Volume 7, Issue 2
  • ISSN 2212-8433
  • E-ISSN: 2212-8441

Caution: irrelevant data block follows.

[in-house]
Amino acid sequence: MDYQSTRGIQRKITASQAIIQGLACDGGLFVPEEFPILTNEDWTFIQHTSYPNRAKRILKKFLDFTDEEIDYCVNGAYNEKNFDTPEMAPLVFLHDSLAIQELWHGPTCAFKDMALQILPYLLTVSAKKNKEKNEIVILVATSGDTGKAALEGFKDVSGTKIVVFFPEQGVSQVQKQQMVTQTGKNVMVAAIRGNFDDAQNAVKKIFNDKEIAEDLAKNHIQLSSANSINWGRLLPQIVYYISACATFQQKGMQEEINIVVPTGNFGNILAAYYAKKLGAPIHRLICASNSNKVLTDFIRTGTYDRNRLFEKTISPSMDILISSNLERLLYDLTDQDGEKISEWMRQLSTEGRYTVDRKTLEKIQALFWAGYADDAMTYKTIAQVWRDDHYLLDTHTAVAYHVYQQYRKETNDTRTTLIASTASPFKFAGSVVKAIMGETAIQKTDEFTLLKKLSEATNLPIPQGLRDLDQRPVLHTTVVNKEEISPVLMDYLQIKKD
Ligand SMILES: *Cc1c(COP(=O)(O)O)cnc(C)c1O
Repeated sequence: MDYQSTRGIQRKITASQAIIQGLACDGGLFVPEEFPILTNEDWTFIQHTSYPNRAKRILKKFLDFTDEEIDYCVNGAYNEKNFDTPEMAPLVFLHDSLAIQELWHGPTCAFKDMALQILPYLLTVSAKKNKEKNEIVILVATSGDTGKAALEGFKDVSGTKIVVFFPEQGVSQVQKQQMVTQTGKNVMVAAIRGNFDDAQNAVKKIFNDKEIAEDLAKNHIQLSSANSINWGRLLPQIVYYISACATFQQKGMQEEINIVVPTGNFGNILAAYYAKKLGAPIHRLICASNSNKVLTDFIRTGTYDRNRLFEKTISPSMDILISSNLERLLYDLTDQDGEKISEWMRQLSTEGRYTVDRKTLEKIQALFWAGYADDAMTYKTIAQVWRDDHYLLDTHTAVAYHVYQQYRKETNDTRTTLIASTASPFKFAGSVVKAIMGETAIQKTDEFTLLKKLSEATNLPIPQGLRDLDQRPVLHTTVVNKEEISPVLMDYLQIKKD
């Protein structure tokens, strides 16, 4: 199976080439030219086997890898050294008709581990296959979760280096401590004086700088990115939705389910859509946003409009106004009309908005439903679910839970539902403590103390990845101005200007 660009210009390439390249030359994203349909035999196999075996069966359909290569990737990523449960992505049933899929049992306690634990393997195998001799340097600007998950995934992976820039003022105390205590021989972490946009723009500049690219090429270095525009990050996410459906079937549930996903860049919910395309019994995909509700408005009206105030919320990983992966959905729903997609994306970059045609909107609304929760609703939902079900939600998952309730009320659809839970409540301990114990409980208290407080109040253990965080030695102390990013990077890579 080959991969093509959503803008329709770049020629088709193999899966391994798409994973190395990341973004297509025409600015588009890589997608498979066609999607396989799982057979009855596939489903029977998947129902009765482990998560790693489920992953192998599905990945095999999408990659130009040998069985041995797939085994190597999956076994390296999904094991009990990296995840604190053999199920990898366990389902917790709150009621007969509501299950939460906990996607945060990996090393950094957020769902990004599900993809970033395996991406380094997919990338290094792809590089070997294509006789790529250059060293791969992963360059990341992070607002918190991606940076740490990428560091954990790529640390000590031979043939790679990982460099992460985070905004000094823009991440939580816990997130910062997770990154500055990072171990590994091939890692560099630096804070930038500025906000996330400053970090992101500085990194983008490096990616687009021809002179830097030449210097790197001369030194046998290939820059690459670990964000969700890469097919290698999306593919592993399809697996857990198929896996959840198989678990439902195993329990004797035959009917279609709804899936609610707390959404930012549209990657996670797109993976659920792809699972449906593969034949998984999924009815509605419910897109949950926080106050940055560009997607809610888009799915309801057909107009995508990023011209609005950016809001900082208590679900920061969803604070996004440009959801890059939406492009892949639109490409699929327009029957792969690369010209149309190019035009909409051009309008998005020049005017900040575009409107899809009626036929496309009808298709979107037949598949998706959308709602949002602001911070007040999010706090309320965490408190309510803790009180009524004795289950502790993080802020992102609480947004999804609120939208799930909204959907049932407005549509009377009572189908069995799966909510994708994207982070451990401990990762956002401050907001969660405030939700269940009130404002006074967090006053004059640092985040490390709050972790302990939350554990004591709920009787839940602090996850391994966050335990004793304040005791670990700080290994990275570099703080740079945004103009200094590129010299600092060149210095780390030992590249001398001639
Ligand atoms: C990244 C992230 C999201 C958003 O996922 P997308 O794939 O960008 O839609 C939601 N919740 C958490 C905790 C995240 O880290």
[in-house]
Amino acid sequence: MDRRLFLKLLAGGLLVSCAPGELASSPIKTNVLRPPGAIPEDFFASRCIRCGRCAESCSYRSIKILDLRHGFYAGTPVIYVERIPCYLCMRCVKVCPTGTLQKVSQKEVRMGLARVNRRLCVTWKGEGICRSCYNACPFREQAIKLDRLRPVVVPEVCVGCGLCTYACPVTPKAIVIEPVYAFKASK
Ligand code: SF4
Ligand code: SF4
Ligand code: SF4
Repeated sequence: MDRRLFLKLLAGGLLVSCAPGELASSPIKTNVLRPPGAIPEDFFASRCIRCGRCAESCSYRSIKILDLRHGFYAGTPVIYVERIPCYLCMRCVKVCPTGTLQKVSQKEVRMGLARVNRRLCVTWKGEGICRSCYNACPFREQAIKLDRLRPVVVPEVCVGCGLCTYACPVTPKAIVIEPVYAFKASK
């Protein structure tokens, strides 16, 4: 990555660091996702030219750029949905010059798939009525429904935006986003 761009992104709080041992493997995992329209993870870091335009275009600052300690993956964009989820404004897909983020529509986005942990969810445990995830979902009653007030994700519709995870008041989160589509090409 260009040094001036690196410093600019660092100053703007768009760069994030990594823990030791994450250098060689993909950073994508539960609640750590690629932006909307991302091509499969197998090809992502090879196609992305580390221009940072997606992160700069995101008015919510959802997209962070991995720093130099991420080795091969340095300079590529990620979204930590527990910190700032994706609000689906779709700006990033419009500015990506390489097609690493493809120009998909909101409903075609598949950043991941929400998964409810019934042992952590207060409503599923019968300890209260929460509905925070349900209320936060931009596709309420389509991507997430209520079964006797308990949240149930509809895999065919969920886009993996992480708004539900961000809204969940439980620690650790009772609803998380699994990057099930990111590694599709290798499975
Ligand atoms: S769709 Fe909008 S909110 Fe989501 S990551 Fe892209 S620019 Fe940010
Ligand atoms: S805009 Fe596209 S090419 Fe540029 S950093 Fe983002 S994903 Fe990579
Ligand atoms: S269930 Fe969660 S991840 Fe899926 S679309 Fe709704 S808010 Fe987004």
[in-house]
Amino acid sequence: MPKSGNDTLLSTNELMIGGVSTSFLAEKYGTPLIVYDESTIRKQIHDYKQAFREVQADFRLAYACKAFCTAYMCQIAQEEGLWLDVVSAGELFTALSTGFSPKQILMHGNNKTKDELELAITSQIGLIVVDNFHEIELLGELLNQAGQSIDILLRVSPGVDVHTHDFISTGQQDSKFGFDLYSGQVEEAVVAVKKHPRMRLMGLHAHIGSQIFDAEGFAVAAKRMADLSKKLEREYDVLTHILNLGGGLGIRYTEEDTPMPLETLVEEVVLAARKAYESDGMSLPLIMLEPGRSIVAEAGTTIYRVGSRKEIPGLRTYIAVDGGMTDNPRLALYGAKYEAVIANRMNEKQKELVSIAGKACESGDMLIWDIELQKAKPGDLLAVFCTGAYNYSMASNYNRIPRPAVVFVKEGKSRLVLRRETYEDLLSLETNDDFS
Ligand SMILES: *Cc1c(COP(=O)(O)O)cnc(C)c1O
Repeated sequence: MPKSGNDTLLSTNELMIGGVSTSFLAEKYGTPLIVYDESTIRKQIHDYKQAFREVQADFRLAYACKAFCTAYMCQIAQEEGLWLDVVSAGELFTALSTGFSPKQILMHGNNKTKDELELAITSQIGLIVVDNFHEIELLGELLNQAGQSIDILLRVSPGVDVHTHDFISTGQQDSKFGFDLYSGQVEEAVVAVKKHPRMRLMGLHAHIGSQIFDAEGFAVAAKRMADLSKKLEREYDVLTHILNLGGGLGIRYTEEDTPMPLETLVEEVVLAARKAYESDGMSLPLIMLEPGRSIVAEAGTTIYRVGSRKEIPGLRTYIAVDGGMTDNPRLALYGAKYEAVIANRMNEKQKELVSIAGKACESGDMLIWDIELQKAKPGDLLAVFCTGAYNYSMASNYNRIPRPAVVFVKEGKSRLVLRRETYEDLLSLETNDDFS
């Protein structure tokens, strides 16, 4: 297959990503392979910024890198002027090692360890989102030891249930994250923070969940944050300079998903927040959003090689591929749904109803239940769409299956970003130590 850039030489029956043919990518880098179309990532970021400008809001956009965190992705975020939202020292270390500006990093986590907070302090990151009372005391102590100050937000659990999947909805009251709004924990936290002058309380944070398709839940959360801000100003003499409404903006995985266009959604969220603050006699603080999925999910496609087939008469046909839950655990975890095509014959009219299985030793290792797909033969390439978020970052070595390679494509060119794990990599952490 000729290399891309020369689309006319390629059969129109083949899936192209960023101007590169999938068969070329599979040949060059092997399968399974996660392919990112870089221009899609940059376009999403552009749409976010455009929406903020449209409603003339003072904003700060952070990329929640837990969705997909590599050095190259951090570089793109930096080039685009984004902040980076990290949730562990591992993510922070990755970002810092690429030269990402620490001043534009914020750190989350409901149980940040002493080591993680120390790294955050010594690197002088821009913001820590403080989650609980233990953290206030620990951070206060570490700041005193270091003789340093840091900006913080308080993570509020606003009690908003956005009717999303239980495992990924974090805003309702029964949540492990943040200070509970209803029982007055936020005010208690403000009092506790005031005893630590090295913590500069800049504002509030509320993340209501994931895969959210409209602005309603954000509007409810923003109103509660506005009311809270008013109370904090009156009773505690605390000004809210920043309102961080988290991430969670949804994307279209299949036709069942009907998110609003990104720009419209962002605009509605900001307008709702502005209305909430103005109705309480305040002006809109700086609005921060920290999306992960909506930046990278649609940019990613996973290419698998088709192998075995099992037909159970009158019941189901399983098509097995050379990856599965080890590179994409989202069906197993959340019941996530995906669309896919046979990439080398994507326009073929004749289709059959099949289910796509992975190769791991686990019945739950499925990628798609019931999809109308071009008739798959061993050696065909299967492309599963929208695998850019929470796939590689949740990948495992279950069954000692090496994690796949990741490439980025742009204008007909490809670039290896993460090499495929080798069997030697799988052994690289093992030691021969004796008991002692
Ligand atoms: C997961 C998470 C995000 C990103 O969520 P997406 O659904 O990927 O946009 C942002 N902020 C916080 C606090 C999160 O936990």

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This commentary to the special issue “Teaching, Learning and Scaffolding in CLIL Science Classrooms” synthesizes the contributions from the authors by addressing two overarching questions. First, what is the role of language in mediating science teaching and learning in a CLIL science classroom? Second, to what extent can content and language be integrated or separated in CLIL instruction and assessment? In addressing the first question, I distil three major perspectives of how the authors conceive the role of language as a scaffolding tool. These roles are: (a) providing the discursive means and structure for classroom interaction to occur, (b) enabling students’ construction of knowledge through cognitive and/or linguistic processes, and (c) providing the semantic relationships for science meaning-making. These three perspectives roughly correspond to the discursive, cognitive-linguistic, and semiotic roles of language respectively. In addition, two other roles – epistemic and affective, though not emphasized in this issue, are also discussed. In addressing the second question, I raise a dilemma concerning the integration of content and language. While there are clear political and theoretical arguments calling for an inseparable integration, there is also a common practice to separate content and language as distinct entities for various pedagogical and analytical purposes. In revolving this conundrum, I suggest a way forward is to consider the differences in the various roles of language (discursive/cognitive/linguistic vs. semiotic/epistemic/affective) or the levels of language involved (lexicogrammar vs. text/genre).


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